You are now logged in.

How to make your dream car a reality

Do you love cars? Do you dream of being at the wheel of a Jaguar or Porsche at least once in your life? What if you could own one, and live your dream for years? Obviously, not everyone can afford a luxury vehicle, but it may be a more realistic goal than it seems. Find out how to make it happen in this article.

1. How to lower the purchase price 

This year’s Porsche 911 Carrera costs $104,000 at the dealer.1 That’s a lot of cash for one car, discouraging a lot of potential buyers. But do you have to kiss the car of your dreams goodbye? Absolutely not! There are several ways to lower the price. Here are a few:

Trade in your car to the dealer. This is a very popular strategy for buyers. Offering the current value of your car to the dealer is an easy way to lower the price of the vehicle you want.2 You save not only on the sales price, but on taxes too. However, be aware that cars lose value every year, so the older your vehicle is, the lower its trade-in value will be, so you may need to look at other strategies too. To start, calculate the trade-in value of your car using our tool.

* Good to know: You can sell your vehicle yourself. You’ll probably get a better price, because merchants always make sure to have a profit margin on a purchase. However, the legal process, the hassle and the risks associated to the sale are entirely your responsibility.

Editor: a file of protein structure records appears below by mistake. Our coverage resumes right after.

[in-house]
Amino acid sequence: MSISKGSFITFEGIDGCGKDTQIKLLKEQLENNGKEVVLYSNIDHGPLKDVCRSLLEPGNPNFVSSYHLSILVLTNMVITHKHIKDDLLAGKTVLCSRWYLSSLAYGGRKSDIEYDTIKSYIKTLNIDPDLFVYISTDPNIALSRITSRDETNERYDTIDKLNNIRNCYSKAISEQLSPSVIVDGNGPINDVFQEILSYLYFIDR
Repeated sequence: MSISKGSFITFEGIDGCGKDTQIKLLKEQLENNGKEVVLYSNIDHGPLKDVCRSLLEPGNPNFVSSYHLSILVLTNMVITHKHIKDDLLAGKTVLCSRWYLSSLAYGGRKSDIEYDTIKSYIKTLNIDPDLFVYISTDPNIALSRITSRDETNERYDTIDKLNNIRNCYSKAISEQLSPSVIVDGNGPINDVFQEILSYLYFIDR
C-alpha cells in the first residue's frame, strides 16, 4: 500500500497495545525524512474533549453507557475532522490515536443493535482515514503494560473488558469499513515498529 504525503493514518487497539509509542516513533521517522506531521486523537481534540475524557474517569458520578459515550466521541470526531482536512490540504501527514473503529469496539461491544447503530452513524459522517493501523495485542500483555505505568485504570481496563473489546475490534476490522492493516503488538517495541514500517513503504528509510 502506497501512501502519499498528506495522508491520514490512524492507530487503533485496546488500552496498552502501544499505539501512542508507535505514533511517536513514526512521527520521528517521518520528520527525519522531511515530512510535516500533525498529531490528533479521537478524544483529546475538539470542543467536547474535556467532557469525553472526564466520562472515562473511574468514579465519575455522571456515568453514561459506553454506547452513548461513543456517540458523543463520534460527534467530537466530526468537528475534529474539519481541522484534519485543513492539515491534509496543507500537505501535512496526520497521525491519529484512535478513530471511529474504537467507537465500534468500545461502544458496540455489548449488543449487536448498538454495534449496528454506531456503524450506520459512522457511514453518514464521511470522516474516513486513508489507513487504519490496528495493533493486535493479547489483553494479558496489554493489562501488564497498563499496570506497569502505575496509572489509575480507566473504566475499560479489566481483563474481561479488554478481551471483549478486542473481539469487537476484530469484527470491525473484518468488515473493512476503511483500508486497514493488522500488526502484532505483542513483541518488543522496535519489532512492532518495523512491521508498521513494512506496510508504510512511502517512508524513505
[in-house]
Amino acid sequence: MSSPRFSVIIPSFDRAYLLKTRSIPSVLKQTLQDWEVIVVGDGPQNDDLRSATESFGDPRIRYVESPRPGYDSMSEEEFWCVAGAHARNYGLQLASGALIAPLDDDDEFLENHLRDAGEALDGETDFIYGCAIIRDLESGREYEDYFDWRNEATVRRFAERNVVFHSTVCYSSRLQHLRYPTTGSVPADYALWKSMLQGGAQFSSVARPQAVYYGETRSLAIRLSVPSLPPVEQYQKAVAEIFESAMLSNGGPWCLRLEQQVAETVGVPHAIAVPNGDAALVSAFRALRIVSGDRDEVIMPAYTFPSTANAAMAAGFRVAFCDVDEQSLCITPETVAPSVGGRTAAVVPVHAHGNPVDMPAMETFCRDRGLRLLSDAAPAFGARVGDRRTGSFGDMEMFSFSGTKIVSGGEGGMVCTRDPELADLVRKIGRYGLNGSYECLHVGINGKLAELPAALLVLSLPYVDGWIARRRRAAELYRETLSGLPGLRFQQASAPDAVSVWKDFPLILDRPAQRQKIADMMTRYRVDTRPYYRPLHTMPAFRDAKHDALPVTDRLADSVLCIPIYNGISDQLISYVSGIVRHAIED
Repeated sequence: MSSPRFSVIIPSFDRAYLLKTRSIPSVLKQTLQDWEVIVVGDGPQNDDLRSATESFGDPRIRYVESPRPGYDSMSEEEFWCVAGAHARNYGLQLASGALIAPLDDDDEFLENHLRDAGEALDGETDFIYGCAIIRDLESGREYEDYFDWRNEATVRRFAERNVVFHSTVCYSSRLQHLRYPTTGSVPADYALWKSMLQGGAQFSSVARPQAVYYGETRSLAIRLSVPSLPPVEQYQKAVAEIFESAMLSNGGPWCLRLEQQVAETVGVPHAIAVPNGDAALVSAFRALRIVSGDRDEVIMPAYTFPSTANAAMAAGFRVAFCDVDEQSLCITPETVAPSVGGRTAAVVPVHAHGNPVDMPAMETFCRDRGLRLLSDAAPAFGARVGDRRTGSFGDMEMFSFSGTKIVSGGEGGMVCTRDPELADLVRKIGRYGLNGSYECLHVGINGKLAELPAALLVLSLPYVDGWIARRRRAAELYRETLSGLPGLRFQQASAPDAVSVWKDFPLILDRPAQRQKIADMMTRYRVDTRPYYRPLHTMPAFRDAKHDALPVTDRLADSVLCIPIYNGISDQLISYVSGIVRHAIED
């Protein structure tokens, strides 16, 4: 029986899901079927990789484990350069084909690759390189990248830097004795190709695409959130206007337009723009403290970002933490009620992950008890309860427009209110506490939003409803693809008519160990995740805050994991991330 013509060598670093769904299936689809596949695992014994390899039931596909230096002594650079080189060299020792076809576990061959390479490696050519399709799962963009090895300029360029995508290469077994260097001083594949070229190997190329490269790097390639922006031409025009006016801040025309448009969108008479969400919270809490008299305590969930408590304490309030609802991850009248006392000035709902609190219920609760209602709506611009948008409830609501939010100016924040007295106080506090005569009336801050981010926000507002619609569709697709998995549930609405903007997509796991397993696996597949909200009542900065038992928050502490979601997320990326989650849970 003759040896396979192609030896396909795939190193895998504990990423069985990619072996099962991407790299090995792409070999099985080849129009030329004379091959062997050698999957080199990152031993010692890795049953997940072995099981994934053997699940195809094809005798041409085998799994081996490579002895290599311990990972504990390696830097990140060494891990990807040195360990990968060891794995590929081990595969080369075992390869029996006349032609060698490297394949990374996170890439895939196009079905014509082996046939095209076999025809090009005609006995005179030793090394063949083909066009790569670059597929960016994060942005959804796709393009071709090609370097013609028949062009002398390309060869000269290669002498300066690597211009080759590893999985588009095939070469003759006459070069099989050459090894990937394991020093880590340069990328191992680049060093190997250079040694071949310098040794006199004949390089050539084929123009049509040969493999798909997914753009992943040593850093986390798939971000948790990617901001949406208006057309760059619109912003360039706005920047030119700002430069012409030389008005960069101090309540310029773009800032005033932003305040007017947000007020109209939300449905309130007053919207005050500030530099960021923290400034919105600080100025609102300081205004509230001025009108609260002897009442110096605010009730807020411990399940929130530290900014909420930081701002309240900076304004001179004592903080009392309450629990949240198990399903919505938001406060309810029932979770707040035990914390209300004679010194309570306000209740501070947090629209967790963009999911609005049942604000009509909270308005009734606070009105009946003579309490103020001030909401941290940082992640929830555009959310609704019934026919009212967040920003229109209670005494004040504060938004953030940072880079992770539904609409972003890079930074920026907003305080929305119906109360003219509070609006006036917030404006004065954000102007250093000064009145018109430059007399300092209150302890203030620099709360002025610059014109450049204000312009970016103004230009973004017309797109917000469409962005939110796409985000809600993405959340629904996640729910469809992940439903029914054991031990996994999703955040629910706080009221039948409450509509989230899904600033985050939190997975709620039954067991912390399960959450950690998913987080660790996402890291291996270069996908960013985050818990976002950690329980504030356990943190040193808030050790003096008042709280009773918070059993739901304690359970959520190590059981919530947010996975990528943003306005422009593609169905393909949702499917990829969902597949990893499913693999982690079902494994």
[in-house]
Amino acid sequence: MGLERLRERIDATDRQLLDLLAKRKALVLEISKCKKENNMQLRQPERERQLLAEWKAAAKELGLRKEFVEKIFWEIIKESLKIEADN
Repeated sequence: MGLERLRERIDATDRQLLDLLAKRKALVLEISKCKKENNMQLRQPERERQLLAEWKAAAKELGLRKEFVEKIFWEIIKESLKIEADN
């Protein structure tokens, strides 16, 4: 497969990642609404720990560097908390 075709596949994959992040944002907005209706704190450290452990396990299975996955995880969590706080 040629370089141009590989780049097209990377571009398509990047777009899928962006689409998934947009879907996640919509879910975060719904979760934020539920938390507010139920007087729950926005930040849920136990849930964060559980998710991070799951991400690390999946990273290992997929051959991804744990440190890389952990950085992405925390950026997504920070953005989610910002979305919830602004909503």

Only get minimal options and accessories. Regardless of whether you’re looking for a luxury vehicle or something more down to earth, merchants will offer a whole host of options and accessories during the sale: heated seats, air conditioning, USB ports, and so on. Some of them just aren’t worth it, and they raise the car price exponentially. Adding a sunroof, for example, can inflate the bill by nearly $2,000. An integrated GPS system will cost about the same, but you can get one in any electronics store for a fraction of the price. Luxury manufacturers also have a bad habit of offering pricy but useless options, such as Porsche’s leather seats or the starry roof available with certain Rolls Royce models.3 Don’t necessarily say no to everything—some options are worthwhile, like air conditioning or automatic transmission—but keep it to the bare minimum.

Buy used. Depreciation is a reality that all automobile owners must face. All vehicles gradually lose value over time. It’s a factor you can use as a buyer—don’t ignore the used luxury vehicle market. You’ll find cars in excellent condition at a more affordable price. Jaguar, BMW and Porsche owners, for example, tend to take excellent care of their ride, and often only take it out for special occasions or when the weather is nice. You’ll get your biggest savings by choosing a 2008 model rather than a 2018. Cars depreciate the most the minute you drive off the lot, so a nearly new vehicle will be much less expensive. But make sure to do a complete inspection to avoid any surprises, because luxury vehicle repairs can be very expensive.